Can Vertical Farming Scale?
Thursday, May 29th, 5:30 pm – 7:00 pm
Fuse @ The Riverside
1724 Broadway St, Boulder, CO 80302
To some, vertical farming has a certain futuristic appeal. Growing food in the green urban towers, or in space-aged plant factories with controlled climates, free from pests and pesticides, recycling the same water over and over again has been pitched as a way to reduce the land, water, and energy impacts of farming, and bring food production closer to where most people live.
In this class, we’ll take a look at some of the numbers behind this kind of agriculture, and try to figure out what its impacts are — how much energy does it use? How does that compare to traditional agriculture? How much food can it produce? Is it a good use of urban space?
Read these two articles on a couple of recent vertical farming projects:
- Farmed Here, nation’s largest vertical farming operation opens in Chicago area (HuffPo).
- Vertical farming goes high tech and large scale (Resilient Communities)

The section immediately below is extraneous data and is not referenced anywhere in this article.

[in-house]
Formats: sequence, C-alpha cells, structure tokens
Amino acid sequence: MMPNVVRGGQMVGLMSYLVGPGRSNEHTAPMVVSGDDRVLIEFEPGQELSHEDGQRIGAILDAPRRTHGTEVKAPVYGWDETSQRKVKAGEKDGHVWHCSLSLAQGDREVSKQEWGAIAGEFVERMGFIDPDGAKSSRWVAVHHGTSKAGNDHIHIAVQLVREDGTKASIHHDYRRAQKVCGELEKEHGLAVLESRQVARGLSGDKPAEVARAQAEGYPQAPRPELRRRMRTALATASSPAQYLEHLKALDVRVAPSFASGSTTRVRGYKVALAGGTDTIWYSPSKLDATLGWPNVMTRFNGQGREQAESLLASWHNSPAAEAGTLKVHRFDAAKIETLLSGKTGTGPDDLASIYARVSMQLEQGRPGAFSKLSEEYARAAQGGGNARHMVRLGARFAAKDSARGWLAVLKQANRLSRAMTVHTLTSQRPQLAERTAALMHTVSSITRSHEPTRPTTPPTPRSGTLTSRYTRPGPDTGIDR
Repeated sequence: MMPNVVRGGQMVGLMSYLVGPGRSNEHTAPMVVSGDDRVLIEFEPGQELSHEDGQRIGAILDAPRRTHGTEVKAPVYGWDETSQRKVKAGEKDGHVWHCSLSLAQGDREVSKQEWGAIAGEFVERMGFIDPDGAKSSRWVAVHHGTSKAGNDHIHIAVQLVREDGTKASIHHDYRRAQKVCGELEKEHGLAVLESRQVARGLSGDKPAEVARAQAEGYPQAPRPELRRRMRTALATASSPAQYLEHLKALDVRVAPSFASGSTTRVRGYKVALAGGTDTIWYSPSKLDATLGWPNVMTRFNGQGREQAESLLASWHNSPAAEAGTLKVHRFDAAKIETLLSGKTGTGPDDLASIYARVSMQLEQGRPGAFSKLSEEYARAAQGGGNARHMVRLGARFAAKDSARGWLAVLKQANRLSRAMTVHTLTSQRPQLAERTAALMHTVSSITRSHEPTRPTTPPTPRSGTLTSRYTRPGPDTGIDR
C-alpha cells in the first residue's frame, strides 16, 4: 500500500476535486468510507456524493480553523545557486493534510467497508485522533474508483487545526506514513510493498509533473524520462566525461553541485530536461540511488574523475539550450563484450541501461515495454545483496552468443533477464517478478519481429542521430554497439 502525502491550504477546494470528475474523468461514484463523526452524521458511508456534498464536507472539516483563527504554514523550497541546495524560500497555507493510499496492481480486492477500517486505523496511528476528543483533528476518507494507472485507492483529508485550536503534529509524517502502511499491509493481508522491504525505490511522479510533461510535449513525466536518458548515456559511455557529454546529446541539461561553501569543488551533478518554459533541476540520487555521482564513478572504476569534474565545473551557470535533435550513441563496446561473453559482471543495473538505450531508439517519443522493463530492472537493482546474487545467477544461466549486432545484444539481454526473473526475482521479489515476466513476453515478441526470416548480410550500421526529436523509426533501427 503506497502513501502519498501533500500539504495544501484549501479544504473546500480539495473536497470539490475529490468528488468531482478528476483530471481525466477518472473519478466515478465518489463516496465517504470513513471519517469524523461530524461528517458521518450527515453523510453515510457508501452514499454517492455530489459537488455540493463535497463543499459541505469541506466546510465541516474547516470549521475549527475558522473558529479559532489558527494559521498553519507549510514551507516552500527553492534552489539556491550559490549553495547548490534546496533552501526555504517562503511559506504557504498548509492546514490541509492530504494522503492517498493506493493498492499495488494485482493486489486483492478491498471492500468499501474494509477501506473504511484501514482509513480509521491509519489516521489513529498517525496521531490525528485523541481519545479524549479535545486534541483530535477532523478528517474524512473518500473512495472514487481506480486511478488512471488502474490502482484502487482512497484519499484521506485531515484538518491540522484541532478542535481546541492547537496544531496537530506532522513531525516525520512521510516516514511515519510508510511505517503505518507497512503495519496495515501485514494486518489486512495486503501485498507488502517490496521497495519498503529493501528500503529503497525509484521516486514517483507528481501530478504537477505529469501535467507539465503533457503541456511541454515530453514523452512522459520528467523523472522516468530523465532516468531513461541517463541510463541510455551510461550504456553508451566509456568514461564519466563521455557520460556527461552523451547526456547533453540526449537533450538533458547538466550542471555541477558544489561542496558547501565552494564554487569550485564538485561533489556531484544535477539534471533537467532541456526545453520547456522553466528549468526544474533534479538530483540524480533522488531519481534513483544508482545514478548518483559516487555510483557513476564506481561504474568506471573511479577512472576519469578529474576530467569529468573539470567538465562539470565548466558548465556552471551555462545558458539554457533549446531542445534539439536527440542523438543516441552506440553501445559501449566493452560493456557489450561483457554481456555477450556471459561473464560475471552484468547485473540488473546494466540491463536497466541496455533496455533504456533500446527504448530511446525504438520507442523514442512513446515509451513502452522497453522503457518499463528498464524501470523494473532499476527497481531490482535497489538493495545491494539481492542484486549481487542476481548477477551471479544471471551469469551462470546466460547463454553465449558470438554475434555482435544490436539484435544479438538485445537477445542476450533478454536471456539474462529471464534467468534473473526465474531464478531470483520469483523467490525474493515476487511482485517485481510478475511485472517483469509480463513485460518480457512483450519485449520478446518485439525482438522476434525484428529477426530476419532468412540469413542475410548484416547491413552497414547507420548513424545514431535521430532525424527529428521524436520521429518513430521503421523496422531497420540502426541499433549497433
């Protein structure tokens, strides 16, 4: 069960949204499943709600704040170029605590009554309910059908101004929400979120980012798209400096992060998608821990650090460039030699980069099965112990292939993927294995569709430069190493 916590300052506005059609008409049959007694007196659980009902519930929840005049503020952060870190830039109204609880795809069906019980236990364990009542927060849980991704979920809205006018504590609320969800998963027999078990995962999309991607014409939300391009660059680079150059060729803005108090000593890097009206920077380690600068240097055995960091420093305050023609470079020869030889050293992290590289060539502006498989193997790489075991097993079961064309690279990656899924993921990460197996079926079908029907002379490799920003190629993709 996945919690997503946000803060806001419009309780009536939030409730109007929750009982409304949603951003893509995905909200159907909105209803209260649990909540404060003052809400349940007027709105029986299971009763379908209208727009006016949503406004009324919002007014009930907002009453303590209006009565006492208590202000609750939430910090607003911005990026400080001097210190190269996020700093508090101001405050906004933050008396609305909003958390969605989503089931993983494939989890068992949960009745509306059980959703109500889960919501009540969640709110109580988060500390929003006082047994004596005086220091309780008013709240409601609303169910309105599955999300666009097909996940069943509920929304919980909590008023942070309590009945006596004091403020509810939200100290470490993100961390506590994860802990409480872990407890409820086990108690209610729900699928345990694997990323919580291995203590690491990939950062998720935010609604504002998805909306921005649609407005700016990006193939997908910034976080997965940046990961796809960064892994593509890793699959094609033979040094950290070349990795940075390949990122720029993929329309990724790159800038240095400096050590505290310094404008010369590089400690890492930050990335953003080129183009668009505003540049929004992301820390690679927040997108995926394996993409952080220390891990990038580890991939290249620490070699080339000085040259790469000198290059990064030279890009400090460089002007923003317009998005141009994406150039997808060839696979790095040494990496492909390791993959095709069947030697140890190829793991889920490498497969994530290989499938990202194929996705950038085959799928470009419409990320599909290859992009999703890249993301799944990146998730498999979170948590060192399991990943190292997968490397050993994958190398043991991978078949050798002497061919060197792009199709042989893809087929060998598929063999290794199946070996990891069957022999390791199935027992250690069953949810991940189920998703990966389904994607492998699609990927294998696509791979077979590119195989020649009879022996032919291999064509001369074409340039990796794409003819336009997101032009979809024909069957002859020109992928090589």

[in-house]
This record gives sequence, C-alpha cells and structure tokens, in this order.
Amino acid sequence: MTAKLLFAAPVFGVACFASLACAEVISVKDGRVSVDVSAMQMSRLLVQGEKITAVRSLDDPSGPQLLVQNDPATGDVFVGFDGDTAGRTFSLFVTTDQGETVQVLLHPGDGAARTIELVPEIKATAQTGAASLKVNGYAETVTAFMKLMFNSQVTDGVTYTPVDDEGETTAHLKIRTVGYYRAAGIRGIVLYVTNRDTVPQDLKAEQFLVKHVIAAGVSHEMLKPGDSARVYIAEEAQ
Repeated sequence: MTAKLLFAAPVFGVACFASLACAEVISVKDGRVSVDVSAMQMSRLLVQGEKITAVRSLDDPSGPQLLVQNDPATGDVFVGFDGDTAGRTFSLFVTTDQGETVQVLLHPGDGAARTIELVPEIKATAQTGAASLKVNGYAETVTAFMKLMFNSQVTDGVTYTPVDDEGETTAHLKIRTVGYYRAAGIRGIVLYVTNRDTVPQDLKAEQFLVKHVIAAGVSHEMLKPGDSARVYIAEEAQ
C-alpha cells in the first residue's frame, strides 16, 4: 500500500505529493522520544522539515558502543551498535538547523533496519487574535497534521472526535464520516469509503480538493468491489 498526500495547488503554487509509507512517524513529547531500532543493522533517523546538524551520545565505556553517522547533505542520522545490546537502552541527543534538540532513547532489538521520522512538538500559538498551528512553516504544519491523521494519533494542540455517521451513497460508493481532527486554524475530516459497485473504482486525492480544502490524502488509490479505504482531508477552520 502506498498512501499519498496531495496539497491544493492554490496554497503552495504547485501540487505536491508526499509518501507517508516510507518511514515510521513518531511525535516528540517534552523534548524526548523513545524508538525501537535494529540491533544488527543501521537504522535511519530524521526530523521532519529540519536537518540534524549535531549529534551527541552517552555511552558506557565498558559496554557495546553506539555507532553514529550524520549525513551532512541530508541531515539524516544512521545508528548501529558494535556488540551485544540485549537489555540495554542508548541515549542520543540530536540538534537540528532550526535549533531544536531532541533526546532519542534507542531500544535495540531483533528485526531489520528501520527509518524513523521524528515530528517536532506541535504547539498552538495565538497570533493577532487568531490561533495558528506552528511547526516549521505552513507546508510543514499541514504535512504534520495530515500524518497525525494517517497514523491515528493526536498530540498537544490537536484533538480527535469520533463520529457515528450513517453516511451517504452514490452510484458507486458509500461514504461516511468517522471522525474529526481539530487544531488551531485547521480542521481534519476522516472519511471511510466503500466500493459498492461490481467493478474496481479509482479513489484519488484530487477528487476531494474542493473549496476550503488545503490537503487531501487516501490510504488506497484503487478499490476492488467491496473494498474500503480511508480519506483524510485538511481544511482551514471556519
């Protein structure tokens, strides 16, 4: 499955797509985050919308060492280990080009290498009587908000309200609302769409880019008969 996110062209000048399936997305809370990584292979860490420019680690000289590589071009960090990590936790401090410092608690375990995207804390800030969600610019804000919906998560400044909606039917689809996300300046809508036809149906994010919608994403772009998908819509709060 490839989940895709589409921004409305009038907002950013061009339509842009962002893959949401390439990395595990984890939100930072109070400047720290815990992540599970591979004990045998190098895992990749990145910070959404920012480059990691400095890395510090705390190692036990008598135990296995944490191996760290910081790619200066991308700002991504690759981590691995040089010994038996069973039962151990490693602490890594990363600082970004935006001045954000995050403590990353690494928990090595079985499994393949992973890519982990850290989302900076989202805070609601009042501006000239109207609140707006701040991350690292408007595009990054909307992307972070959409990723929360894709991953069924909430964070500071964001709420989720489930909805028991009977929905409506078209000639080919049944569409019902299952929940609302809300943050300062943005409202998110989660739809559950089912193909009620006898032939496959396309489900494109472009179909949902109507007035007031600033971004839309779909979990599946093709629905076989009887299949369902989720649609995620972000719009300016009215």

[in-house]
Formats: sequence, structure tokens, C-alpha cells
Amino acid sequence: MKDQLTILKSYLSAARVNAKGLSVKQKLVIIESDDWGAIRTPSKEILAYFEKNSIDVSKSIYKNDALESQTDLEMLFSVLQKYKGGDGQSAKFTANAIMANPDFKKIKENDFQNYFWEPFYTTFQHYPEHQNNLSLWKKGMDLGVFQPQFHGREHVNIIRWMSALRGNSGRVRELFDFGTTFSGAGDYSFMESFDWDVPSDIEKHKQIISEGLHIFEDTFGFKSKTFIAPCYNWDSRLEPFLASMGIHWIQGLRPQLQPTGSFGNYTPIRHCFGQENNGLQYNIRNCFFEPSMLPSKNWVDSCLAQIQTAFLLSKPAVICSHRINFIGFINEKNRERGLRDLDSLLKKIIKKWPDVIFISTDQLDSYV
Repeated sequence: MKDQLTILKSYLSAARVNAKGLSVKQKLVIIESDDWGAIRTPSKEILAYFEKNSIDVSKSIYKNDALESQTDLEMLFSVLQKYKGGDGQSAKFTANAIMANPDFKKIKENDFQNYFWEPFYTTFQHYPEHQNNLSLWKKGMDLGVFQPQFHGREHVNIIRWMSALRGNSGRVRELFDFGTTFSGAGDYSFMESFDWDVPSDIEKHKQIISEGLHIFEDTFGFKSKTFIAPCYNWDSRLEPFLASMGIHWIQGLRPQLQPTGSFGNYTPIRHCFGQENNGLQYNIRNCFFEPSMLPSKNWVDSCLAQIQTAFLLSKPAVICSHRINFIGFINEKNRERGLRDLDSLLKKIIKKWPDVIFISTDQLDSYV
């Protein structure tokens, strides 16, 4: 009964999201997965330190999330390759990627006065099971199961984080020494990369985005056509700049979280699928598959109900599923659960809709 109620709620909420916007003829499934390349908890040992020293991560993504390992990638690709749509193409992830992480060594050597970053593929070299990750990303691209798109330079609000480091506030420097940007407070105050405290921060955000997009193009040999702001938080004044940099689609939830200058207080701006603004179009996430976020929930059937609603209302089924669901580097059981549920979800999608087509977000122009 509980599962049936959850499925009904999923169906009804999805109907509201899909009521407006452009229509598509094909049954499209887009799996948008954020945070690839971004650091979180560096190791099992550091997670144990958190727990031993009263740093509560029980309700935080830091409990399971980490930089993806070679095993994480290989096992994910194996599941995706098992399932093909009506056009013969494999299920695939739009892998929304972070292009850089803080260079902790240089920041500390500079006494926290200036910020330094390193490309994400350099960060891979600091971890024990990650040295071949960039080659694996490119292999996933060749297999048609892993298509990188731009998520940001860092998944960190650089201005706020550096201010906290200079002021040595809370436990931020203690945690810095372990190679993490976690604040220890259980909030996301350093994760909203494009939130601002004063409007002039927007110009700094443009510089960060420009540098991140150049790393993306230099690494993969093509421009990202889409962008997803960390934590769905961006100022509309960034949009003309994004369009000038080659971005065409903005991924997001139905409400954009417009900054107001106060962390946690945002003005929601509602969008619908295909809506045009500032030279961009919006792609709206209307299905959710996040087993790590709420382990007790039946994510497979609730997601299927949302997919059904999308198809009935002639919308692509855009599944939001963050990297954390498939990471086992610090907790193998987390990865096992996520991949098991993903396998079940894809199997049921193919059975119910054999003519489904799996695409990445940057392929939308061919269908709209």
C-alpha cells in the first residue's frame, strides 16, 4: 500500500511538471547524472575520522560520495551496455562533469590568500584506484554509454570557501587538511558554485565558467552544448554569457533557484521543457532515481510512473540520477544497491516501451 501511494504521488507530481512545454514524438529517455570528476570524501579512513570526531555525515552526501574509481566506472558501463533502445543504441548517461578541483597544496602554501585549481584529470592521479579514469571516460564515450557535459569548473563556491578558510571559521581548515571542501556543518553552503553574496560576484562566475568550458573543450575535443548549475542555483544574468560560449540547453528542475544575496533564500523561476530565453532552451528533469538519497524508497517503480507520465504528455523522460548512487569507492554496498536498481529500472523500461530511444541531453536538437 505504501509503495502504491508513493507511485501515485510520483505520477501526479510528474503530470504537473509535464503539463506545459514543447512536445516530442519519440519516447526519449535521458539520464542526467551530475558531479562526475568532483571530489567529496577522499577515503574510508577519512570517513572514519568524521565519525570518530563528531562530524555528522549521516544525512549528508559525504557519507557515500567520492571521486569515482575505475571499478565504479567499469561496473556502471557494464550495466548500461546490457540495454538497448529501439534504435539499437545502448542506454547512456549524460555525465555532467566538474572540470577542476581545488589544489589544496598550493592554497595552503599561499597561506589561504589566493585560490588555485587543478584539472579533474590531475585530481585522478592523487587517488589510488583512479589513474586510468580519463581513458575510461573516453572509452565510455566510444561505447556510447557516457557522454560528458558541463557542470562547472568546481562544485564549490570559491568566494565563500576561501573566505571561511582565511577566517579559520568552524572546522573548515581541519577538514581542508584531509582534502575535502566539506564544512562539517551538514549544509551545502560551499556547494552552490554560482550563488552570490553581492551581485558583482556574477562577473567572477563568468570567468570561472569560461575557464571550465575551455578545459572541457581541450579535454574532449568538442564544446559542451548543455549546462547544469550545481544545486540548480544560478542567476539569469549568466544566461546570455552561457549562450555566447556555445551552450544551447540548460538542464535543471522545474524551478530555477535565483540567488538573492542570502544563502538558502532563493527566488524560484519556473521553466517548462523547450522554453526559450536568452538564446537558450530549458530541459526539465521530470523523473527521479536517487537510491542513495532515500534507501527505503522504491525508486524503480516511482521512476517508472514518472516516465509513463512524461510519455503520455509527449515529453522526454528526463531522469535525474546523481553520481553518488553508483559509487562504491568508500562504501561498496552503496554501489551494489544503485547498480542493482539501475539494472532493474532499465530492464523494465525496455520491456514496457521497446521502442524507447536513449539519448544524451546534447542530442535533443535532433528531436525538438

What numbers we will need to find in order to estimate the energy and climate impacts of these facilities. Do the articles provide those numbers? Can you find those numbers on the websites of the vertical farming companies? Do any of them publicly make specific, testable claims? You might want to start with:
- How much electricity do they use each year?
- Where does their electricity come from?
- How much water do they use each year?
- What is their annual product yield?
- How much area does the growing facility take up?
- Where are the energy savings claims coming from?
And then for comparison, we’ll need to find similar information for traditional agriculture — what are the greenhouse gas emissions associated with the production of similar foods that are grown traditionally? How does that number differ between conventional and organic agriculture? What about water use? How much of the crop can be produced per acre of land?
Feel free to contact the companies directly if you can’t find this information on their websites. For instance, the phone number for Farmed Here in Chicago is 847-846-8610. If you can find other large indoor/vertical food producers to contact, that would be great! The more numbers, the better.
If we can’t get the real numbers, then we’ll fly by the seat of our pants and try to estimate, but real numbers are always more fun.